Yeah, and I think, too. And, you know, I don't know that I've ever actually talked about this, but you know, one of the dynamics in this asset class that is, is, you know, truly, I guess both creates some opportunities, but also makes it just very difficult to operate as the fact that, you know, the way exchanges operate, like, if you want to go buy Nexus mutual, like you really, you have to go to their website, right. I mean, I don't know if it trades on any exchanges. I know, rap access does, but like, or certain assets, like HXRO, there was news recently, that, you know, Alan Howard, and I think it was, you know, more lubega? Yeah, invested in HXRO, and if I was like, oh, wow, that's, that's interesting. How do I go by that? Like, I don't know, as a US citizen, I even can buy it, right. Whereas if I want to buy a certain stock, I mean, you know, maybe it trades on, you know, in Japan or France, but I can, I can go buy it. Right, you know, and I don't know, regulation changes that are makes it easier to have kind of like, exchanges that are more broad based, as opposed to, you know, randomly having Coinbase pick up an asset. And then, you know, in certain states, you can't even really access Coinbase. So, you know, I don't know, what you think changes that if anything?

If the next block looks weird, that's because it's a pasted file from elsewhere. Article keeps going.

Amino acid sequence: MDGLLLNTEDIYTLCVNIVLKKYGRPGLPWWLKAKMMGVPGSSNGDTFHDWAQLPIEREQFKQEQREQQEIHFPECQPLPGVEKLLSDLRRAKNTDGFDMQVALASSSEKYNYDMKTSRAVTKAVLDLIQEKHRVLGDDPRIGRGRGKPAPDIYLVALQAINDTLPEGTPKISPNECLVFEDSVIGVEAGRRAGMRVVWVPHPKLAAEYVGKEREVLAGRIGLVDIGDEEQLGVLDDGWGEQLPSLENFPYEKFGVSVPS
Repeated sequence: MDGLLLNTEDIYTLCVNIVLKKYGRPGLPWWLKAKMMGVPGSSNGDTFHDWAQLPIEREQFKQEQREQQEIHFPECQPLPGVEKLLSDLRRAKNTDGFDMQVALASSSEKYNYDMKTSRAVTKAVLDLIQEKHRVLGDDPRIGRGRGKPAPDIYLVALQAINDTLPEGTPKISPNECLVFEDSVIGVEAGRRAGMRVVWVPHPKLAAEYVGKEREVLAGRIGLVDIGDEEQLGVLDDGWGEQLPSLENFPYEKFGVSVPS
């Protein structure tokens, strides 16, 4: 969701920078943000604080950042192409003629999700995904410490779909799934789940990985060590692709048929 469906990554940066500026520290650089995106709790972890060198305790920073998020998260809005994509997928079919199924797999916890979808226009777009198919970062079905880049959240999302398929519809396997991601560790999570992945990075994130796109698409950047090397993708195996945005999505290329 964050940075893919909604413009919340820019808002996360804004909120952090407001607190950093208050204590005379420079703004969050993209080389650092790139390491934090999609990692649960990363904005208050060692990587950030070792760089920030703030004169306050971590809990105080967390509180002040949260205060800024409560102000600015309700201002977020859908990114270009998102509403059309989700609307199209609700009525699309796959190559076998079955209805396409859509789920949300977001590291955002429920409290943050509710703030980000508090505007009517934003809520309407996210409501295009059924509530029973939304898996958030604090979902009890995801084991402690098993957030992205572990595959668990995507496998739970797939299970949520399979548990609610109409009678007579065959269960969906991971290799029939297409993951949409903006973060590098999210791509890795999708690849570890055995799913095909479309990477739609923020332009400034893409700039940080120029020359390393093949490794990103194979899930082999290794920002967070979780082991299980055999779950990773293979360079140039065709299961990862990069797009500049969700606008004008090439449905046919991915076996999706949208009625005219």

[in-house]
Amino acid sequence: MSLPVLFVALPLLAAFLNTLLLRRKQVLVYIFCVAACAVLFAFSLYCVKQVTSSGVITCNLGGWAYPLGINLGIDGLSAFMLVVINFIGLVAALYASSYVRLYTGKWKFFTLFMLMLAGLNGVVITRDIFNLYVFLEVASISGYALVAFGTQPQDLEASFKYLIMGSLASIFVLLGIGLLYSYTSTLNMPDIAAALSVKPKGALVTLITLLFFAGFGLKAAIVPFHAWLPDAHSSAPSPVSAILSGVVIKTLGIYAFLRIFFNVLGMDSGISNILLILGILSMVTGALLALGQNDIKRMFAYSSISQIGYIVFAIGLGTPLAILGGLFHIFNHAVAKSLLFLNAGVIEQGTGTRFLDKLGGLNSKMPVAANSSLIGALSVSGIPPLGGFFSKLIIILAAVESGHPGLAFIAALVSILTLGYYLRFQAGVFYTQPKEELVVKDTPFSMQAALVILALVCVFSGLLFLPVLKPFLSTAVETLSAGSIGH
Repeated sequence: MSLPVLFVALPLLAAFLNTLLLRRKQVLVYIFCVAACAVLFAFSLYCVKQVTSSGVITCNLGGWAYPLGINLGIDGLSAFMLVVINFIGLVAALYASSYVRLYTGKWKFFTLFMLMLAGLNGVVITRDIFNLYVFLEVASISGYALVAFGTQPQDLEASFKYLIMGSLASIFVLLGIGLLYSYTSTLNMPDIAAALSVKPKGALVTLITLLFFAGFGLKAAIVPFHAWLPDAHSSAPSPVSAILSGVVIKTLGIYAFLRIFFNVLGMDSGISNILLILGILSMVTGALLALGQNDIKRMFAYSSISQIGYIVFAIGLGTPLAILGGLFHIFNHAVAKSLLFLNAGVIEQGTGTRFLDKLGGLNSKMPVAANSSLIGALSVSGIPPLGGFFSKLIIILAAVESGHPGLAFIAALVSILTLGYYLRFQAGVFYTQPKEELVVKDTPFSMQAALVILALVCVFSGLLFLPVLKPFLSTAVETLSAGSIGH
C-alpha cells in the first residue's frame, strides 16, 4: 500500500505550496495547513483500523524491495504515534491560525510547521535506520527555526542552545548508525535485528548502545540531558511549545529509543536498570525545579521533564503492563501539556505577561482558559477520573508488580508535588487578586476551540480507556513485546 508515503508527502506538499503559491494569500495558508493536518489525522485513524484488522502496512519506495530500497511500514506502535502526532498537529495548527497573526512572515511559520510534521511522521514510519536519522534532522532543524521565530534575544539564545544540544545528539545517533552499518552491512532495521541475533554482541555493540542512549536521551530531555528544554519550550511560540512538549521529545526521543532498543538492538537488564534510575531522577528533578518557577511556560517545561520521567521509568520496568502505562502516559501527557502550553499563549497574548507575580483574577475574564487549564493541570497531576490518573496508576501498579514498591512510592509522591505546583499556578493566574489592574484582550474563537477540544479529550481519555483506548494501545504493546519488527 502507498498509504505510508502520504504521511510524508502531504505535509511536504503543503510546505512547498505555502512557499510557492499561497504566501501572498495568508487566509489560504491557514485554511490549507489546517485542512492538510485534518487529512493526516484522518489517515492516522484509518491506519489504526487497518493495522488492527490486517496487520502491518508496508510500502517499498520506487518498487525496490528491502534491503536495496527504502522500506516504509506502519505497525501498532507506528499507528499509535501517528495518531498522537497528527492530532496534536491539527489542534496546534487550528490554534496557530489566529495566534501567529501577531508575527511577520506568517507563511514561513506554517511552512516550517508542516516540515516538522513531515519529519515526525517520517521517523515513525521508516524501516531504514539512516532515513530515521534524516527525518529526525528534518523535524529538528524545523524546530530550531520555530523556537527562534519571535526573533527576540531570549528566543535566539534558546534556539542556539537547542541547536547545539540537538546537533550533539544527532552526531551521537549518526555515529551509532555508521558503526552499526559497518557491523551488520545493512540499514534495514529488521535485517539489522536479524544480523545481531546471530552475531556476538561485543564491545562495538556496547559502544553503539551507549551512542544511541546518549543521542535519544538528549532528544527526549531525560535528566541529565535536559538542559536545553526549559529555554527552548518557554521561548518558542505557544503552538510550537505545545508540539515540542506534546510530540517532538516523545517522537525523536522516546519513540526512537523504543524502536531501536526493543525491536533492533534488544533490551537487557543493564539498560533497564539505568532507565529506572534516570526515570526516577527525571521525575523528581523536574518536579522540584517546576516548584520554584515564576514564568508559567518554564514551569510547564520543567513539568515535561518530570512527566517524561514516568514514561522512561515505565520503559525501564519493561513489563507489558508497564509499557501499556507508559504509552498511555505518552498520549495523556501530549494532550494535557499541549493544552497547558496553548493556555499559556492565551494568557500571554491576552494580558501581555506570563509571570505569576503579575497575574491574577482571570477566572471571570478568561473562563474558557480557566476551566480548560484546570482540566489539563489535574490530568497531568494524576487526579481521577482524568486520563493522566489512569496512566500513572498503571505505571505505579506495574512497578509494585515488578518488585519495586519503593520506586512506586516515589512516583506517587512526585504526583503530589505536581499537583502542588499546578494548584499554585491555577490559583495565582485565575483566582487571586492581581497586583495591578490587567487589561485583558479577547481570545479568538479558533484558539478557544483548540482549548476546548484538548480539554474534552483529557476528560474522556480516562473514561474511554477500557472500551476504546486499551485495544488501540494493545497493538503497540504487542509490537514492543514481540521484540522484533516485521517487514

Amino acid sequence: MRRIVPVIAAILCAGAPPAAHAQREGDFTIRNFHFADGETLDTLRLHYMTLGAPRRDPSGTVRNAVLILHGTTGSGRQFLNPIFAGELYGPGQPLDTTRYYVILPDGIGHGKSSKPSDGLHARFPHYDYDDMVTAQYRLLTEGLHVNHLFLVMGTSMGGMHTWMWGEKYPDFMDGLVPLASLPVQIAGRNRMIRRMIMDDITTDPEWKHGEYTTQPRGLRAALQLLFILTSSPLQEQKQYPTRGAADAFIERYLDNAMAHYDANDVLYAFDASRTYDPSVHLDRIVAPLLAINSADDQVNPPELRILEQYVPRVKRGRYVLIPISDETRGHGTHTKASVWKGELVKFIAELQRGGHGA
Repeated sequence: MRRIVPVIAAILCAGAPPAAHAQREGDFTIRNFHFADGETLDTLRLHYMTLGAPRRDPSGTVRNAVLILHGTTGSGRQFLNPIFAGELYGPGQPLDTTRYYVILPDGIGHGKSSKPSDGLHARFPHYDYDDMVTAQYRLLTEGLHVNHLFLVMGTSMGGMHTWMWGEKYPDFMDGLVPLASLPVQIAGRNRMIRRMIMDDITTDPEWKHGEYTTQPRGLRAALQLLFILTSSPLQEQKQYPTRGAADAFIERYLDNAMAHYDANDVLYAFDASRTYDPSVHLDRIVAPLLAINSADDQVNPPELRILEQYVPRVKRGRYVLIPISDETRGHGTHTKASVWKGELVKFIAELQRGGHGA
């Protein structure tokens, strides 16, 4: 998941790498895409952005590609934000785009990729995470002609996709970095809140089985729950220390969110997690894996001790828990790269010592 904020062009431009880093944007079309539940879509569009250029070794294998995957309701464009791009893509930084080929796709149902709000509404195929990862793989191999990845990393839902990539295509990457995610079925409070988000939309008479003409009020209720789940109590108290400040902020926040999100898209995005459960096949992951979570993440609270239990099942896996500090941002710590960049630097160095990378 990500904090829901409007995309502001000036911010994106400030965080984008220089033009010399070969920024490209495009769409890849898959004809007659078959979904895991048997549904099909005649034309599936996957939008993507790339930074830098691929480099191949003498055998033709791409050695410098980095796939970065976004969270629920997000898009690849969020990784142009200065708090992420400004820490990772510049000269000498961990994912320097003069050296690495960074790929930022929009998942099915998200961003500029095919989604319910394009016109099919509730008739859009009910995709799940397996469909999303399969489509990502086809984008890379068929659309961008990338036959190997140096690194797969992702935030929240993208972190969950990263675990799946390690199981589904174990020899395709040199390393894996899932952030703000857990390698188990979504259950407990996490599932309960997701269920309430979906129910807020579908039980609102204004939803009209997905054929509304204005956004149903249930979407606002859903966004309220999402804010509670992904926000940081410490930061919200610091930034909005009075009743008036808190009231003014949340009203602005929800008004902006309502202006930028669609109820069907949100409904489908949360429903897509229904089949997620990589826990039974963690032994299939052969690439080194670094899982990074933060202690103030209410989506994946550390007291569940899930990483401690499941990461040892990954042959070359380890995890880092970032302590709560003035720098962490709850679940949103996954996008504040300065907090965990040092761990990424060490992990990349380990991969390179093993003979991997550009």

Well, you're bringing up an interesting point, which is that we there's never been another asset class that is so dependent on the fragmentation of what is available, where meaning for every coin base, and, you know, binance that most people have heard of, you know, the majority people are still trading in traditional venues, right. I think Robin Hood has nine and a half million users who trade digital assets right now. Well, that's great, except Robin Hood literally only has seven digital assets available on their platform. It's Bitcoin ethereum, and then five that you'd probably never want to own. They're just legacy tokens that you know, we're we're around first, not necessarily the ones that have value. That's kind of crazy, right? PayPal and Venmo. You know, they offer for digital assets. You know, we just heard the other day that interactive brokers is going to start allowing digital asset trading you know, who knows what which ones they give access to? So you know, where is the predominant? You know, where can you get a full suite of digital assets that you buy so that if you do hear about a one off asset like indexes mutual or an HFRO, where do I go by that? And with the answer has been on these decentralized exchanges, and I'm looking at a chart right now, decentralized exchange of volume as a percentage of the overall market was 1%, back in 2020, and less than 1% in 2019. Right now, it makes up 8%. This is the ratio of decentralized trading to centralize trading. So that's where a lot of that is happening. If the decentralized venues don't have control over what assets are listed or not, they're being listed by that's the whole idea of liquidity provider. If you own HXRO. And you decide you want to be a market maker on a decentralized venue, you could just list it and all of a sudden, there's an HXRO, you know, US DC pool, or there's an HXRO, Bitcoin pool. So what's happening is, ultimately it comes down again, to education, the buyer base has to learn where to find these assets and not be just a victim or, you know, beholden to whatever exchange they happen to be on boarded to, there has to be a much easier way to go find the assets that you want to buy, right, you don't have that problem in the traditional debt equity world, if you want to buy a stock or a bond, it's probably available on every place that you would be on boarded. And that's not the case here. So that fragmentation is, is really interesting. And to your point about regulation that will go away, right? once there's clear rules, that fragmentation probably goes away, everybody's going to list the same things. Until that happens, either you just decide, hey, I'm a robin hood user, and therefore I'm only going to trade whatever Robin Hood is, or you go out there and say, No, I want to buy this specific asset, I'm going to go figure out where I can go buy that asset. And you know, a lot of people don't work that way. Right, the entire financial advisory industry is built upon, these are the rails you're allowed to use, and therefore you're only allowed to buy what these rails offer for you. You know, retail investors don't have those same restrictions. But you know, they do have workflows and brands that they're most used to and take some time to break away from. But the trend is clear by decentralized exchange trading, meaning uniswap sushi swap pancakes, well, these decentralized exchanges are growing very quickly as a percentage of overall trading. And it's because they offer the most assets.